This JAMA Guide to Statistics and Methods discusses cardinality matching, a method for finding the largest possible number of matched pairs in an observational data set, with the goal of balanced and representative samples of study participants between groups.
Cardinality matching is a computational method for finding the largest possible number of matched pairs of exposed and unexposed individuals from an observational data set, with specified patterns of baseline characteristics that represent a target population for analysis. In a report in JAMA Network Open, Benjet et al1 used cardinality matching to examine the association of neighborhood exposure to violence during an armed conflict in Nepal with the incidence of major depressive disorder in younger children and older individuals. The authors found that children younger than 11 years at the start of the conflict who were exposed to violence during the conflict were significantly more likely to develop major depressive disorder than matched children in unexposed neighborhoods. In contrast, there was no association between exposure to violence and development of depression among individuals aged 11 years or older.
Why Is Cardinality Matching Used?
In an observational study, treatment assignment is not controlled by the investigator, often resulting in exposed and unexposed groups that are not comparable. This makes evaluating the possible effects of the exposure challenging because differences in outcomes could be due to differences in characteristics other than the exposure. Randomized studies overcome this problem by controlling treatment assignment and producing treated and control groups that are similar on average. In many contexts, such as studying the effects of violence, randomization is infeasible. Thus, an alternative is to analyze observational data in a way that approximates a randomized study as closely as possible.2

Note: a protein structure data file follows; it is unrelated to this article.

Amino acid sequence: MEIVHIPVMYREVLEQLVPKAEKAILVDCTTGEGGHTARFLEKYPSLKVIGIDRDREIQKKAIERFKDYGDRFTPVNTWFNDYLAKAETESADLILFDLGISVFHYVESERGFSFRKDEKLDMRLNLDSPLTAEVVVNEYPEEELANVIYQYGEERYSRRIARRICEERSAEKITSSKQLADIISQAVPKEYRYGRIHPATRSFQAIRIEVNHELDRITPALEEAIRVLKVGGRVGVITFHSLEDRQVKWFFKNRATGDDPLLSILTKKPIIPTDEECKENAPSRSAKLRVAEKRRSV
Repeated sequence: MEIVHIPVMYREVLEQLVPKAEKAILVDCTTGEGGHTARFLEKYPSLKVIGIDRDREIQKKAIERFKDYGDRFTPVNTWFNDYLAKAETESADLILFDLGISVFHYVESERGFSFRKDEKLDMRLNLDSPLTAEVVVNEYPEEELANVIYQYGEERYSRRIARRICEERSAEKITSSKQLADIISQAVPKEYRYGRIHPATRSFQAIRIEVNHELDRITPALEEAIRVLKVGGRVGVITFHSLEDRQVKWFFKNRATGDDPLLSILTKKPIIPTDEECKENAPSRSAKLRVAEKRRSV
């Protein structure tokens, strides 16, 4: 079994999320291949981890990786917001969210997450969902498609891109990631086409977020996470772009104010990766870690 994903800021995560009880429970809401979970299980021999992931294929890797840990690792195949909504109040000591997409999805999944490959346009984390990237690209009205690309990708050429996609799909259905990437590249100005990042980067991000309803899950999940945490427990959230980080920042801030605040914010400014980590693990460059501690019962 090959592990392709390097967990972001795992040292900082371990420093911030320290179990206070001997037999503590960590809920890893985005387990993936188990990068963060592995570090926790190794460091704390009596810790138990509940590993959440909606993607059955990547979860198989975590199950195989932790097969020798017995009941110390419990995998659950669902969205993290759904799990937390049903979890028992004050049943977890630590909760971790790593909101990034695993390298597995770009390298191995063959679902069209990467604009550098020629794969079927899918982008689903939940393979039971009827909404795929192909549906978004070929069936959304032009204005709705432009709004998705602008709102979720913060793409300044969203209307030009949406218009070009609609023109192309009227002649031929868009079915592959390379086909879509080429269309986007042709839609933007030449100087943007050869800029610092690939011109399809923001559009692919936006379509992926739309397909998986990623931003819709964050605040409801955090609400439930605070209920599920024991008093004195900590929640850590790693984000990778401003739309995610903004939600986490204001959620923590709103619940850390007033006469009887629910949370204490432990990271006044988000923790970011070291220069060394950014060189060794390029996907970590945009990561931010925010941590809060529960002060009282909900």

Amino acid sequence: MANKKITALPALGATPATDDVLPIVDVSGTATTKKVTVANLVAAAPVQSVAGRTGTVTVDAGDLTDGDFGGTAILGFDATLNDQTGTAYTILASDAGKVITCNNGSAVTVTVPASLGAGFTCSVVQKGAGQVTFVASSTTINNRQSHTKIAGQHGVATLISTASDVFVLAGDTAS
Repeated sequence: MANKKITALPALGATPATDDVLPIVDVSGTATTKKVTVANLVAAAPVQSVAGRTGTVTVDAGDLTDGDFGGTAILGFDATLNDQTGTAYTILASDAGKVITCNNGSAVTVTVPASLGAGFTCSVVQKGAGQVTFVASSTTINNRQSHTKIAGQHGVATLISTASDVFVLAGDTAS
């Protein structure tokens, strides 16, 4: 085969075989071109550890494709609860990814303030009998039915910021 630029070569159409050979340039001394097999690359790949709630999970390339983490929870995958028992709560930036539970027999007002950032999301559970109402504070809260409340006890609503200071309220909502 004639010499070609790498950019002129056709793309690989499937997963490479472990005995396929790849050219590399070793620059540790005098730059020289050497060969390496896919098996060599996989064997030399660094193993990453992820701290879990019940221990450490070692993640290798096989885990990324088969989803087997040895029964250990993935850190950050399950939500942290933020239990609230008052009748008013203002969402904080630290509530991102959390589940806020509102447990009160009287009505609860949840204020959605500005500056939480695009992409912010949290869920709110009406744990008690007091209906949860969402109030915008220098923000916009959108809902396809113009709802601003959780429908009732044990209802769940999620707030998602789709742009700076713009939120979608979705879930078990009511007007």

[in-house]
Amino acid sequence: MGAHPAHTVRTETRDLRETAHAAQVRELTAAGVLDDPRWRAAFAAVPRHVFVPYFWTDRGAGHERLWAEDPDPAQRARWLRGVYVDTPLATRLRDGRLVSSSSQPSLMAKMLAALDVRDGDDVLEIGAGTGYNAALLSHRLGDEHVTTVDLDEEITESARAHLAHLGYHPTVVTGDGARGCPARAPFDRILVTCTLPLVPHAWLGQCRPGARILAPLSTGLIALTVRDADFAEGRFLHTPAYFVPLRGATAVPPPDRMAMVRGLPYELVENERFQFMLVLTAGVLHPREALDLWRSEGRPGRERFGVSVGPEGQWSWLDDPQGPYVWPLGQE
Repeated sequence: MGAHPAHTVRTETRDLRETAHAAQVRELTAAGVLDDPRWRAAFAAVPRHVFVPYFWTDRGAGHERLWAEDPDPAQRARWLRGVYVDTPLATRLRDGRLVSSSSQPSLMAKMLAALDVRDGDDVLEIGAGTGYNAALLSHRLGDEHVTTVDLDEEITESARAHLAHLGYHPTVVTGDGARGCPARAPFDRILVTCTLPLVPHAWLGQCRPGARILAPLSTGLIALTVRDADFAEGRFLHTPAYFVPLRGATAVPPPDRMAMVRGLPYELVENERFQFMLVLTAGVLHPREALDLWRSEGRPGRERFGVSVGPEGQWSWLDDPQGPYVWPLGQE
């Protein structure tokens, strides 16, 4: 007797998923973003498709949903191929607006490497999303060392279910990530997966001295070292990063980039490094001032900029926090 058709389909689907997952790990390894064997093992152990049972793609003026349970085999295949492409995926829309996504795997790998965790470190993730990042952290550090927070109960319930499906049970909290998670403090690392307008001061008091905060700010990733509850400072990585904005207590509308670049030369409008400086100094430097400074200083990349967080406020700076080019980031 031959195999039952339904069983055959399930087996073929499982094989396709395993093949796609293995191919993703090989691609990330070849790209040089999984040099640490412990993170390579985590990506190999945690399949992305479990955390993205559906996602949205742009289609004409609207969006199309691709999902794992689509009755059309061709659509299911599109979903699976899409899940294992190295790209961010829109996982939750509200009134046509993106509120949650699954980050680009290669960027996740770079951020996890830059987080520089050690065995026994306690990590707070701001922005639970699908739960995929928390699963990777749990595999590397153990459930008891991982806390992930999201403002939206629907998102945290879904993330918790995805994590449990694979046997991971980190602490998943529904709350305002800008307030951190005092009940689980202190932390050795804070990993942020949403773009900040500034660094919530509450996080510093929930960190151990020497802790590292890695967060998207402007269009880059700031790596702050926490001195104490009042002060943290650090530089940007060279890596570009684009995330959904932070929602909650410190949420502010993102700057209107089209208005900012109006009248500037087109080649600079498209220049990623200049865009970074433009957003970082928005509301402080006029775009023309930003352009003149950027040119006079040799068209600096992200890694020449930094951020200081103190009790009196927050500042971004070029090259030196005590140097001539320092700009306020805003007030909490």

An important component of designing observational studies is to ensure that exposed and unexposed groups being compared are as similar as possible on other characteristics (ie, confounders) that might be related to the exposure and that also might influence outcomes. Matching is a method for constructing comparable, or “balanced,” exposed and unexposed groups from observational data. Often, this is done by first estimating each participant’s propensity score, which is the probability of having the exposure under study according to the individual’s characteristics.3,4 Then, exposed participants are matched to unexposed participants with similar propensity scores,5,6 often using a nearest-neighbor algorithm that finds the closest matches first, proceeding until the differences in propensity scores become too large to be considered matched.
After matching, the balance of measured characteristics can be checked transparently through simple figures and tables, and if the characteristics are not balanced, the matches can be modified until they are. However, this method often excludes some exposed participants because they may be too different from any of the unexposed participants to be matched. Once exposed participants are excluded, ...